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Hudson Cooper - Columnist
Posted 9/10/20

Life was much easier in Mayberry on The Andy Griffith Show. If you wanted a haircut you went to Floyd's. The only mechanic in town able fix your car was Goober. No complicated police department. …

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Life was much easier in Mayberry on The Andy Griffith Show. If you wanted a haircut you went to Floyd's. The only mechanic in town able fix your car was Goober. No complicated police department.

Any criminal activity was handled by Sheriff Andy Griffith and his incompetent but lovable Deputy, Barney Fife. If you wanted to phone anybody you did not dial. In fact, the phones had no dial. You picked up the phone and said “Sarah, Barney here. Can you connect me to Thelma Lou?” There was no need to memorize any phone number, much like in today's world.

The only phone number I remember now is my own. Telling a person your number or filling out a form is the only time knowing your phone number is necessary. Because of the growth in the use of cell phones, having to remember someone's phone number has gone the way of the phone booth and phone book. We rely on the contact list that stores phone numbers.

Unfortunately, over time, the contact list begins to resemble the junk drawer all of us have in our home. We collect numbers and often fail to add any identifying information of the contact. I recently checked my contact list and I have 8 women named Barbara, 5 men named Ben and 7 guys named Bill, although I think Billie is a woman.

And that is just some of the B's. Collected ever since I got my first cell phone, they were stored in something called “the cloud” so they can be added automatically to a newly purchased cell phone's contact list.

I have no clue about how “the cloud” works. How does it keep track of who is storing what, if all of us are using it? Is it located in a building the size of Montana? Does it circle the earth like a satellite and keeps track of every number every one of us has ever called?

It is just as puzzling to me as how my car's GPS knows that I need directions to get to Mayberry when the guy driving in the lane next to me is using the same navigation system to get to Mount Pilot. But I will leave my theory about GPS systems for another column.

My contact list contains many hundreds of names. If I want to order some General Tso's chicken, I go to the letter C in my contact list and try to remember which place makes the tastiest. I can choose from among China Place, Chinaview Express, China Bowl, Chinese 2 Go and China Wok.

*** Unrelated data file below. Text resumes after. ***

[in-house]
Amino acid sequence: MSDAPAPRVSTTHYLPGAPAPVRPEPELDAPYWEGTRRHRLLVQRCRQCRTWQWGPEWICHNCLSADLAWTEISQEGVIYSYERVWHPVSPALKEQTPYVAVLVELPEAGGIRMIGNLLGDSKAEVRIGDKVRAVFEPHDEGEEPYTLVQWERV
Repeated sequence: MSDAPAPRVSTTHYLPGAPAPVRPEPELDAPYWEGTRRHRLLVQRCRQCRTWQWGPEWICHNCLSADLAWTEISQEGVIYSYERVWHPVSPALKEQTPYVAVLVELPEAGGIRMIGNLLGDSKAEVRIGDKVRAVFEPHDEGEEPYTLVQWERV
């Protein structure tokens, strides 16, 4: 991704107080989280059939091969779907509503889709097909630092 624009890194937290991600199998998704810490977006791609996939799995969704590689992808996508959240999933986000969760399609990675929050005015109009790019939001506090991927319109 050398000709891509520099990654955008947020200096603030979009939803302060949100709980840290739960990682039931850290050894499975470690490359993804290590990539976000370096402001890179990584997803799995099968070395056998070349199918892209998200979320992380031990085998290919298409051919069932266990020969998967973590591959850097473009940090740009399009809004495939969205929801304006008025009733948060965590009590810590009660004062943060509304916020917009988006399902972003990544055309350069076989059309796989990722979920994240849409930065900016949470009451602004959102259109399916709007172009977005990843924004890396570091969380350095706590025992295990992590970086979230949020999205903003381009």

Not being able to remember which place I like; I call an audible and order a pizza from one of the 3 Ray's Pizza listings on my contact list. However, two of them were added to my contacts by the cloud even though they are in a city that I lived in 7 years ago and is 500 miles away, well outside the delivery zone.

So, I decided to review my cell phone's contact list and do some deleting. Alphabetically from the top, I examined the first 10 listings. Since I had chosen to list my contacts by their first name, the company called AAA was easy to recognize. But did I really need member services and roadside assist? Figuring that if I needed assistance while on the road, an agent from member services could connect me. Clicking on the edit function, I scrolled down and deleted the contact for roadside assist. One contact down and what seemed like thousands to go.

I continued to work my way down the phone list until boredom took over. So, I made a game out of it. I went to my contact list and swiped my finger up the screen, so the names flew by eventually stopping on part of my list. I decided that any name that was unfamiliar got deleted. Also, if I recognized the name but had not spoken to that person in 5 years...delete.

It is a similar method I use on those rare occasions when I clean out my closet. If I have not worn an article of clothing in 15 years, it goes into the Good Will bag. Somewhere out there some guy is walking around in a 1980's Members Only Jacket, parachute pants inspired by M.C. Hammer and Clark Wallabee moccasins.

I spun through my cell phone contact list like the operator of the roulette wheel at a casino. The names flew by before settling on a group of ten. Finding an entry called Warranty Center had to go. Warranty of what? Could it be for my old Palm Pilot phone or my Apple iPod? Either way they were both in electronics heaven so…delete. Listings for defunct stores like Blockbuster Video, Tower Records and Border Books were easy deletes. Bell Atlantic customer service...delete.

Landing on the name of a friend you have not heard from in years can lead to a nice trip down memory lane. However, in some cases you wind up apologizing to the person you woke up in another time zone who acquired that phone number years ago.

Cleaning up your contact list is a labor-saving activity. Afterwards you can find a number with less effort, giving you more time to surf on Facebook, Twitter or Instagram if you only could remember your passwords.

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